France faces another day of nationwide protests against Macron’s pension plans
France faced a seventh day of demonstrations on Saturday against President Emmanuel Macron’s unpopular pension reform plans amid ongoing rolling strikes which have affected refineries, public transport and garbage collections.
A coalition of French unions, maintaining a rare show of unity since the protest movement was launched at the end of January, hopes to keep up to pressure on the government to withdraw the reform, whose key measure is a two-year extension of the retirement age to 64.
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According to interior ministry figures, up to 1 million people are expected to take part in over 200 marches throughout the country while the Senate continues to review the reform, with a possible vote on the text from the upper house of the Parliament expected by Sunday night.
Demonstrations started at 10 a.m (0900 GMT) in the streets of major cities including Toulouse and Nice. A march in Paris is scheduled to start at 2 p.m.
On Tuesday, 1.28 million people took to the streets in demonstrations, the highest turnout since the start of the protest movement, according to government figures. Unions estimated the total at 3.5 million people.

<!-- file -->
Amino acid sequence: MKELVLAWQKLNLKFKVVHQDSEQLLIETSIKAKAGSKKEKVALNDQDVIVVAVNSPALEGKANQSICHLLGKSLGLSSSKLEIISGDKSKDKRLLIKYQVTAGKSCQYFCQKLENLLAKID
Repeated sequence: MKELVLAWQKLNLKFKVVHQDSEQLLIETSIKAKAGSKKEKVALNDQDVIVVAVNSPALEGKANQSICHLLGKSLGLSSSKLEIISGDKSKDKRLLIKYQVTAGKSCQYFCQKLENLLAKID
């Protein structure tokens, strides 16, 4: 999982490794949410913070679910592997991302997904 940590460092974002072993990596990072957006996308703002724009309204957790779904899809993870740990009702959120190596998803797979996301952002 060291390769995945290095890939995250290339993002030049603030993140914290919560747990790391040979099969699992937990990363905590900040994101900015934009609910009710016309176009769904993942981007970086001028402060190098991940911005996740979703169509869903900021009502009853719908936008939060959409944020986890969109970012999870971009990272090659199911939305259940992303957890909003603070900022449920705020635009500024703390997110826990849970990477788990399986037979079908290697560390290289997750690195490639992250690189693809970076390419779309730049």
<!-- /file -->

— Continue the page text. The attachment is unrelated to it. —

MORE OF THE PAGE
Opinion polls show a majority of voters oppose Macron’s plan, while a slim majority supports the strike actions.
A TotalEnergies spokesperson told Reuters that the strikes continue in the oil major’s French refineries and depots, while public railway operator SNCF said national and regional services would remain heavily disrupted over the week-end.
In Paris, garbage continues to pile up on the streets, with residents mentioning a growing presence of rats, according to local media.
The right-leaning Senate, aligning with Macron’s centrist Renaissance party, should vote in favor of the pension reform but, in that case, the bill will then be reviewed by a joint committee of lower and upper house lawmakers, probably next week.
If the committee agrees on a text, a final vote on both chambers would likely occur but, in the lower house of the Parliament, where Macron’s party majority is relative, the outcome of such a vote still appears uncertain.
“A lot of things can still happen next week,” Marylise Leon, deputy secretary general of the CFDT union, the country’s largest, told Franceinfo radio. “Will the text be voted in the National Assembly? We have to rally. It’s now or never.”
An additional day of nationwide strikes and protests is planned for March 15.
Timeline: French pension reforms and the protests they faced
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